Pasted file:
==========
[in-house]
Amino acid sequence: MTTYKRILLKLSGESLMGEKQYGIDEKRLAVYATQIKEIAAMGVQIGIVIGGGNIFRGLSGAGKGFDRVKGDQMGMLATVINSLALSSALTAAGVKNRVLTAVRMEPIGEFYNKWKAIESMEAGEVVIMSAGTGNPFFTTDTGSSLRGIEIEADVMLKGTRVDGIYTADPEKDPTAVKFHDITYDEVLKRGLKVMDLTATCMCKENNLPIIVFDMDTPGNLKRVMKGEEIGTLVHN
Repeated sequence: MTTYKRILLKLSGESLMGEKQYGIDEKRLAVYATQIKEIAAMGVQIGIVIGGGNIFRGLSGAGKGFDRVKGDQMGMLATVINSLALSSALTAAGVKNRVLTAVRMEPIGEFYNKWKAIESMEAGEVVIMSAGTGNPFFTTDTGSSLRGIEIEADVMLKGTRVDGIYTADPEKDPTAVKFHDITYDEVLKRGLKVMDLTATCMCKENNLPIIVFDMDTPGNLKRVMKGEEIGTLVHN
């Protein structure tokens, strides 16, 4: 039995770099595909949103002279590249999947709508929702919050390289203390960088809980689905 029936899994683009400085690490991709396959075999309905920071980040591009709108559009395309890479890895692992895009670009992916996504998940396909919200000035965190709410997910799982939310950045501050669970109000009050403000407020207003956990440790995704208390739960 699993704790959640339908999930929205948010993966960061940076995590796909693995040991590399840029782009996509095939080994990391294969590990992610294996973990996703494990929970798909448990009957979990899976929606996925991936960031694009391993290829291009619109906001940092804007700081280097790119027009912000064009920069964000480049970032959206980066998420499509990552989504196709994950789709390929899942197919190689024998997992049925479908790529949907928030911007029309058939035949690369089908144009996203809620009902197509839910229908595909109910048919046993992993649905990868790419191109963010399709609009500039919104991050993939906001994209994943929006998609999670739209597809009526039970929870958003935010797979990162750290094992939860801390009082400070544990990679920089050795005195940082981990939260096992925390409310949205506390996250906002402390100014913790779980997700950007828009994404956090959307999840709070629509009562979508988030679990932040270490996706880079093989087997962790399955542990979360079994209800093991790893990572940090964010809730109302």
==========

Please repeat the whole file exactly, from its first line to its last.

[in-house]
Amino acid sequence: MTTYKRILLKLSGESLMGEKQYGIDEKRLAVYATQIKEIAAMGVQIGIVIGGGNIFRGLSGAGKGFDRVKGDQMGMLATVINSLALSSALTAAGVKNRVLTAVRMEPIGEFYNKWKAIESMEAGEVVIMSAGTGNPFFTTDTGSSLRGIEIEADVMLKGTRVDGIYTADPEKDPTAVKFHDITYDEVLKRGLKVMDLTATCMCKENNLPIIVFDMDTPGNLKRVMKGEEIGTLVHN
Repeated sequence: MTTYKRILLKLSGESLMGEKQYGIDEKRLAVYATQIKEIAAMGVQIGIVIGGGNIFRGLSGAGKGFDRVKGDQMGMLATVINSLALSSALTAAGVKNRVLTAVRMEPIGEFYNKWKAIESMEAGEVVIMSAGTGNPFFTTDTGSSLRGIEIEADVMLKGTRVDGIYTADPEKDPTAVKFHDITYDEVLKRGLKVMDLTATCMCKENNLPIIVFDMDTPGNLKRVMKGEEIGTLVHN
């Protein structure tokens, strides 16, 4: 039995770099595909949103002279590249999947709508929702919050390289203390960088809980689905 029936899994683009400085690490991709396959075999309905920071980040591009709108559009395309890479890895692992895009670009992916996504998940396909919200000035965190709410997910799982939310950045501050669970109000009050403000407020207003956990440790995704208390739960 699993704790959640339908999930929205948010993966960061940076995590796909693995040991590399840029782009996509095939080994990391294969590990992610294996973990996703494990929970798909448990009957979990899976929606996925991936960031694009391993290829291009619109906001940092804007700081280097790119027009912000064009920069964000480049970032959206980066998420499509990552989504196709994950789709390929899942197919190689024998997992049925479908790529949907928030911007029309058939035949690369089908144009996203809620009902197509839910229908595909109910048919046993992993649905990868790419191109963010399709609009500039919104991050993939906001994209994943929006998609999670739209597809009526039970929870958003935010797979990162750290094992939860801390009082400070544990990679920089050795005195940082981990939260096992925390409310949205506390996250906002402390100014913790779980997700950007828009994404956090959307999840709070629509009562979508988030679990932040270490996706880079093989087997962790399955542990979360079994209800093991790893990572940090964010809730109302």